BeltLine becomes canvas for accessible community art

The Southerner

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BY HUNTER RUST

From barren to beautiful, the nine-mile stretch of art on the Atlanta BeltLine that passes by Grady has become a space for artistic expression.

For Director of Design Fred Yalouris, the BeltLine has always been more than a convenient mode of pedestrian transportation. It’s been a canvas for public art.

“He saw the potential of the hidden, linear green space of the old railroad corridor to be turned into a path where people stumble upon art pieces, stop and admire, keep walking, discover more art, etc.,” said Jenny Pittam, a communications coordinator of the Atlanta BeltLine. “It’s a way for us to enliven this long-forgotten space and to get people out walking, enjoying art and engaging a more healthy, stimulating lifestyle.”

Beginning in the summer and the fall of 2010, the BeltLine began its transformation into Atlanta’s largest public art project with more than 40 pieces of art exhibited along the path.

In 2010, there were 40 visual and performance pieces associated with the BeltLine. The amount of art on the BeltLine was increased by 30 percent in 2011 and increased again by 40 percent in 2012. This year, the panel received more than 180 submissions and accepted 72 into the collection.

In the spring of each year, aspiring BeltLine artists submit their proposals. A panel of judges, volunteers from Atlanta’s art community, considers each entry, which consists of a design proposal, an image and written text.

BeltLine officials take pride in the fact that the BeltLine is the largest art exhibition across metro Atlanta, including visual art, performance art and musicians. The goal of placing art throughout the BeltLine is to showcase established artists while also providing an audience for emerging artists. Designers see the BeltLine not just as a path to walk through, but also as a way to portray personal expression and beautify the industrial city.

“I think the input from local artists gives the project a lot more character,” senior James Moy said. “Without all the crazy sculptures and murals it would just be dirt and concrete, and I think the planners are hoping for the Beltline to be more than just a way to get around.”

One of the official BeltLine projects is displayed under the North Avenue bridge, just behind the Kroger on Ponce. The bridge hosts a mural spelling out the word “BeltLine,” created by The Loss Prevention, a company that has been involved with the BeltLine from the beginning. The letters of the word are surrounded by various shapes and colors, ranging from electric pink to subtle sea-foam green. To passing drivers, the wall appears to be a random potpourri of colors. When you continue through the bridge, however, the colors suddenly turn in to a word.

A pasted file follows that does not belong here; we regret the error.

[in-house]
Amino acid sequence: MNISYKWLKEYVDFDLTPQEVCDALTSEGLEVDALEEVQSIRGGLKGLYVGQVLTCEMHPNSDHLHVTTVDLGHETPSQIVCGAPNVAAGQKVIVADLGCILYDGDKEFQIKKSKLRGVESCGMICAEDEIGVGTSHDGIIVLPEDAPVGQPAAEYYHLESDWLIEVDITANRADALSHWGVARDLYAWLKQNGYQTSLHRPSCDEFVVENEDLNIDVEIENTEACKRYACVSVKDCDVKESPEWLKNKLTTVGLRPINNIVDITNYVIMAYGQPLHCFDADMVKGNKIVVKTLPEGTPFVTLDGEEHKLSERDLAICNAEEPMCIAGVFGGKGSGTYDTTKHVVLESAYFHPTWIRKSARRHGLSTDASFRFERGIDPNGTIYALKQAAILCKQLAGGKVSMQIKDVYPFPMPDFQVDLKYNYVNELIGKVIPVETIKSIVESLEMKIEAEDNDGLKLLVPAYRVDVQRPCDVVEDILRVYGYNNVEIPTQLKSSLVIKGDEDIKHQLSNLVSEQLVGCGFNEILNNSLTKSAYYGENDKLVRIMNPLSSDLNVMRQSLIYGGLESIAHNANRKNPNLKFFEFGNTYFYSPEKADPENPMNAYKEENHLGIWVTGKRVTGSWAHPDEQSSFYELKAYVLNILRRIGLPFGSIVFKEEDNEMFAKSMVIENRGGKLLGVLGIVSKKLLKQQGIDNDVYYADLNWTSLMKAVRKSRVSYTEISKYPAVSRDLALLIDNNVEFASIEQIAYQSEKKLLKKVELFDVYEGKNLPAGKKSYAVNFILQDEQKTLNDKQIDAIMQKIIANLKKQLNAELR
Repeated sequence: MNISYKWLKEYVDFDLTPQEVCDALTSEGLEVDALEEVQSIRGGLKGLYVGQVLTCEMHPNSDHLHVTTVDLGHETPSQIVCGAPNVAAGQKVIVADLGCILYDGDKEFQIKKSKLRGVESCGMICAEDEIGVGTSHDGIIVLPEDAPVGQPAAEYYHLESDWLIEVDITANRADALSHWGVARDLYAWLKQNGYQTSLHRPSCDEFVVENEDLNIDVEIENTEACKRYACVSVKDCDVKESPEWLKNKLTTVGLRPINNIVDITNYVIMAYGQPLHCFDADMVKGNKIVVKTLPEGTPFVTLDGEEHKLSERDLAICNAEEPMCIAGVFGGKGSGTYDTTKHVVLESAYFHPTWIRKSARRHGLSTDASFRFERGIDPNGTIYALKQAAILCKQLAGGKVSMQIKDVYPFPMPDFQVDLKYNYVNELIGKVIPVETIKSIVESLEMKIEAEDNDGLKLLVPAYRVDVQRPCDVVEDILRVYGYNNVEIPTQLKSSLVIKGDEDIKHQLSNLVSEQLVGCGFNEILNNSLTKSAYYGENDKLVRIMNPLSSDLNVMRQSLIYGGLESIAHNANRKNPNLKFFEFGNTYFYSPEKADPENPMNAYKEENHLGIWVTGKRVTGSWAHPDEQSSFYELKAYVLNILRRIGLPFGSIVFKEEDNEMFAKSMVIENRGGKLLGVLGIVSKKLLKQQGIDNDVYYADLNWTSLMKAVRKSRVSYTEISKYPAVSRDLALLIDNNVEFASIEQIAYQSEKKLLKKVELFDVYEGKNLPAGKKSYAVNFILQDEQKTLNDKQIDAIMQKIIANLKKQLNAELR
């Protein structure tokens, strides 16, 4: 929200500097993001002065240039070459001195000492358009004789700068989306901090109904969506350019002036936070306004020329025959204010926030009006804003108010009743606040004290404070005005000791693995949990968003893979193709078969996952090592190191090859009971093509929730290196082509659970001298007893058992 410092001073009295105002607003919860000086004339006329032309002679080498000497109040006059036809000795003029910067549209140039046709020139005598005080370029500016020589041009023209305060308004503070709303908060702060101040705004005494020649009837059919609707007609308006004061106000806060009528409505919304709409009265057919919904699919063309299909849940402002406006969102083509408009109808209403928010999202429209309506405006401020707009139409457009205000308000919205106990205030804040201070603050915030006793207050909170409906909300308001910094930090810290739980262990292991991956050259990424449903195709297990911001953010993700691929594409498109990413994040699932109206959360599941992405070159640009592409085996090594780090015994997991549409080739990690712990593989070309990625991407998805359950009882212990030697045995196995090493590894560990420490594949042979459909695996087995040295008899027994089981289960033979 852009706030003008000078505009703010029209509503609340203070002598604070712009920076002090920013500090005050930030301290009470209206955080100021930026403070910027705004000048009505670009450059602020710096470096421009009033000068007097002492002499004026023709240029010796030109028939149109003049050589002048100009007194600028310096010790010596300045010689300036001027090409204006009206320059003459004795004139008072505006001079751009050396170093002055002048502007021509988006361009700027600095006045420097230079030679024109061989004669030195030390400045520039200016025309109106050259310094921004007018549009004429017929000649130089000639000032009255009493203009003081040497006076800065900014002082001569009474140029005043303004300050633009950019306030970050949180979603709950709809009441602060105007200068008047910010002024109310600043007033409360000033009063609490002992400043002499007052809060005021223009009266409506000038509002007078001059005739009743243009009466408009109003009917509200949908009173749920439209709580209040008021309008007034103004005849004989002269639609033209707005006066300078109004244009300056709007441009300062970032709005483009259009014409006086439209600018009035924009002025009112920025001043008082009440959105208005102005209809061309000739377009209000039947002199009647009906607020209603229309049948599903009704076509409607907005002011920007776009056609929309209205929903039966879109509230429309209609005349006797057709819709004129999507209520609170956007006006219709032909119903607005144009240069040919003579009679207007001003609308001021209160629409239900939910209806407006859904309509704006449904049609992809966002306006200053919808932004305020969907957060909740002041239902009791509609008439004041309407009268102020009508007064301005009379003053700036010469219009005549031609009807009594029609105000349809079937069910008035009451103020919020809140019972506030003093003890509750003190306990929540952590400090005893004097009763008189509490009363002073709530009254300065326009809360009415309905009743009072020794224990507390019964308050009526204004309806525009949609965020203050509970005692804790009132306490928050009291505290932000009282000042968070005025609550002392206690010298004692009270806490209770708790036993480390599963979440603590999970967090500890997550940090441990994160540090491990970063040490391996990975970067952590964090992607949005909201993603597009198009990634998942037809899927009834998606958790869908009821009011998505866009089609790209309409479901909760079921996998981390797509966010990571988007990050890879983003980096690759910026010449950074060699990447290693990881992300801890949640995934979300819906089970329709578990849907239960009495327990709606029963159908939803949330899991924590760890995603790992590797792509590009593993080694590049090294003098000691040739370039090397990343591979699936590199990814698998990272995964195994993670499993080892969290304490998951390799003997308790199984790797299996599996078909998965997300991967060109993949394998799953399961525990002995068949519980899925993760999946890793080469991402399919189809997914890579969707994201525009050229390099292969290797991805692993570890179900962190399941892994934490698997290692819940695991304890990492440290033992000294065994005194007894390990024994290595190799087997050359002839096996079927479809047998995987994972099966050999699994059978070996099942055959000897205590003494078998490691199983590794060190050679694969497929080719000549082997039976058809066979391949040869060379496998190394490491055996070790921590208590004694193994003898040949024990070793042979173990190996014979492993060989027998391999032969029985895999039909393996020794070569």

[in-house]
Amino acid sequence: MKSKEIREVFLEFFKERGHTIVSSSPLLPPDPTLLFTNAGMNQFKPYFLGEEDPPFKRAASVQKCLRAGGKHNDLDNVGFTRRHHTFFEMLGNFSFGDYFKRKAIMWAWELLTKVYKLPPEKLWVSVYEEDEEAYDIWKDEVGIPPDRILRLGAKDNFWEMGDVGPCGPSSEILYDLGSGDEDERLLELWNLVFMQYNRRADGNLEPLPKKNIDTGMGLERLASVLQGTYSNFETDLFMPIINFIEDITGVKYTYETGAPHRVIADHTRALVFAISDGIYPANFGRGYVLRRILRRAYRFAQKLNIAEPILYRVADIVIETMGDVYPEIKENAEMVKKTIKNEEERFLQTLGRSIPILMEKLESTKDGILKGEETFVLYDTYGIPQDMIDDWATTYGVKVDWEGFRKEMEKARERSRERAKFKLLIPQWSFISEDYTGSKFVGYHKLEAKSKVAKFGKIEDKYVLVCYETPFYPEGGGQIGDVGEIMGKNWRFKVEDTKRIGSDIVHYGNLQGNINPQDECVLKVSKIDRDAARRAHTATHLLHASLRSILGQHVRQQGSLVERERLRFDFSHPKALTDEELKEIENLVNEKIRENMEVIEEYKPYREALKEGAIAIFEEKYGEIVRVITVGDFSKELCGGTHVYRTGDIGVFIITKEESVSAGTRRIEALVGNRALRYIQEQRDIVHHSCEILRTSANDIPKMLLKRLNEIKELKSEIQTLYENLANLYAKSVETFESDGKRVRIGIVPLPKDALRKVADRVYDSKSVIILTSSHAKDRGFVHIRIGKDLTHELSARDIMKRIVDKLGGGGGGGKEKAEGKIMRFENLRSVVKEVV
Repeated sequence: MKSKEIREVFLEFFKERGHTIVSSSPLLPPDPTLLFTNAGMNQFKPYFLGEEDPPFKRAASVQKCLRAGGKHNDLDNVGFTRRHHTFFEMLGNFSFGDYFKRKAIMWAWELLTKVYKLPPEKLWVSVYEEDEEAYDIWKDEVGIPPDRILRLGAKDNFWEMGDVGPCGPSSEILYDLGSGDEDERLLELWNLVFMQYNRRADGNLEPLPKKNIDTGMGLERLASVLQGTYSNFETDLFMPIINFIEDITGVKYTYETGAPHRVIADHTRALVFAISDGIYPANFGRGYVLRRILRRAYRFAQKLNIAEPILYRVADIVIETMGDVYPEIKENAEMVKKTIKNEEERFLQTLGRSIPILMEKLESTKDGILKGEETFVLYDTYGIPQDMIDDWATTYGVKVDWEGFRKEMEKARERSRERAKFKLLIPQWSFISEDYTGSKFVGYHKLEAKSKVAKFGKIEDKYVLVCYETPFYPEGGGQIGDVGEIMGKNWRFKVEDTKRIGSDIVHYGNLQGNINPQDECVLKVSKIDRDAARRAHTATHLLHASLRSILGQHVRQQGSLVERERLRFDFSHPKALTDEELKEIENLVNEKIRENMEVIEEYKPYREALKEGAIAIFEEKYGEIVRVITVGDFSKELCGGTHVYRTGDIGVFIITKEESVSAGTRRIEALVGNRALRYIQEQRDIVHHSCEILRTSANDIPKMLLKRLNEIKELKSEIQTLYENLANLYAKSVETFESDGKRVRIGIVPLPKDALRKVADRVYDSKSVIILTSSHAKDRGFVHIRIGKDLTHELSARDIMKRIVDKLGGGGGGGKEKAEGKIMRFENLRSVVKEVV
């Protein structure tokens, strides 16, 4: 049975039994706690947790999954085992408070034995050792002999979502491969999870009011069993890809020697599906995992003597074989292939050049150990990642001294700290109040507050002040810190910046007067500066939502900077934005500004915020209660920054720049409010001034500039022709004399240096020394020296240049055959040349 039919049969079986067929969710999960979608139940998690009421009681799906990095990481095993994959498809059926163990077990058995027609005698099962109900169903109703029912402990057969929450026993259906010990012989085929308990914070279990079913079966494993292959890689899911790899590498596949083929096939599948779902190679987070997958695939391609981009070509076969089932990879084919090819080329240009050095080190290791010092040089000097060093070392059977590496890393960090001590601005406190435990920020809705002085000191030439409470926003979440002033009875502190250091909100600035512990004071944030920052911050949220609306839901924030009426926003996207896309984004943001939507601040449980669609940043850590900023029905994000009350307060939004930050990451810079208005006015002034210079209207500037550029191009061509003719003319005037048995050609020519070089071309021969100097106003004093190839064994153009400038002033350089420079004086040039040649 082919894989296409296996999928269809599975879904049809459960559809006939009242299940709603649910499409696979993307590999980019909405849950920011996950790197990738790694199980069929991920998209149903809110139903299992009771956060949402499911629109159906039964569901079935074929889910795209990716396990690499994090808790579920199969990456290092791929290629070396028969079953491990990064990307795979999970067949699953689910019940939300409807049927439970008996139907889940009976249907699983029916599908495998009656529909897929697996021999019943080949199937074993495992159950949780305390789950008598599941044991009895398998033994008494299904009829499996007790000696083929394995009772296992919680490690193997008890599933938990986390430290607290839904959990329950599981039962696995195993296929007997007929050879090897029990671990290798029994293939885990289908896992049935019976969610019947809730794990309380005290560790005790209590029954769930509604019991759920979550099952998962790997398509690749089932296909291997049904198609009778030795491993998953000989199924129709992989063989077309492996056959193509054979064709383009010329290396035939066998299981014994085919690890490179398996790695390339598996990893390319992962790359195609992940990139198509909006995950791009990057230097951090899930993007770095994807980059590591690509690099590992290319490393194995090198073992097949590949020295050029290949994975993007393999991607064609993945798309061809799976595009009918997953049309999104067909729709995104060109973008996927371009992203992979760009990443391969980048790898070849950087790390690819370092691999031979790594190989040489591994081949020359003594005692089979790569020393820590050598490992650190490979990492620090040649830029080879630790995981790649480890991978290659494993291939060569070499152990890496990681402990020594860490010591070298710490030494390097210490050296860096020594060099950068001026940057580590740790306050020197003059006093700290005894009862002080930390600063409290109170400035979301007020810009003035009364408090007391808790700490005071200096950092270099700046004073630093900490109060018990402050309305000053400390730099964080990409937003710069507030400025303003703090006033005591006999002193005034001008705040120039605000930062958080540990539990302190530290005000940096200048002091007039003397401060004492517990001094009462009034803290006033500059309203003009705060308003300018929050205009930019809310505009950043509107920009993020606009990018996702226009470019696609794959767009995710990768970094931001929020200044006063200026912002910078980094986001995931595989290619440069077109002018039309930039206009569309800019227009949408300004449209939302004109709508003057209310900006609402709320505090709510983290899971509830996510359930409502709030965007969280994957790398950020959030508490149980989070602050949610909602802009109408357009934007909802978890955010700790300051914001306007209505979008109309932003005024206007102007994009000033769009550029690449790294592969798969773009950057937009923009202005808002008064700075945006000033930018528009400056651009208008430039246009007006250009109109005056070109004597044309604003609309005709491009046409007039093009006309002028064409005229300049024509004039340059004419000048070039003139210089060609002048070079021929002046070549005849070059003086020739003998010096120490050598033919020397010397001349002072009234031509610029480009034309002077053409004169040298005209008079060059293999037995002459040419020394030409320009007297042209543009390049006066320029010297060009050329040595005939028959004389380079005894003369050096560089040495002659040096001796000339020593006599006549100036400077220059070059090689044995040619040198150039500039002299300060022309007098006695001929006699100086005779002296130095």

“We wanted it to at once be accessible (simple shapes, bright colors) but with enough depth and layering that someone could look at it a number of times and see different things going on,” Andrew Kobayashi, one of the artists working with The Loss Prevention on the project said in an email interview. The group began and completed the mural in one week. Though the days were long and hot, Kobayashi and his team enjoyed the experience.

“It can be hard, physically demanding work to do something this big, but I personally love working in a public space, especially one that is a part of the physical infrastructure of the city,” Kobayashi said. “We get to feel like a part of the city through the art we create.”

This is not the only masterpiece that the company has created for the Belt-Line. The Loss Prevention is a “multi-disciplinary collective” featuring many artists skilled in hand-painted designs and murals. The group also created the bicycle under Ralph McGill Boulevard under the Eastside trail and another mural depicting a worker on the side of Stein Steel north of Kirkwood Avenue. The artwork of the BeltLine has not only affected the artists in the community but the people within the area as well.

“I was struck by how much effort the artists put into them, considering the media they chose were not very durable,” Moy said. Moy enjoys experiencing the art on his bike rides to and from school. He has become familiar with the art along the path.

“My favorite piece was one of the first ones I saw, it was a cluster of tall welded-rebar cones with some sort of embroidered blue sheet draped between them,” Moy said. “The sheet was really detailed, considering it was the least permanent part of the piece, and the whole thing lined up really nicely with the Midtown skyline in the background.” Artists on the BeltLine appreciate the community that comes hand in hand with creating art for the project.

“As opposed to other public art projects, the BeltLine is cool because it works mostly with local artists, and sees itself as having a real relationship with the public,” Kobayashi said. “I feel that art is the best possible way to use these spaces, and even if people don’t like what we’ve done, maybe they can appreciate the repurposing of the previously bland, aesthetically purposeless space.”

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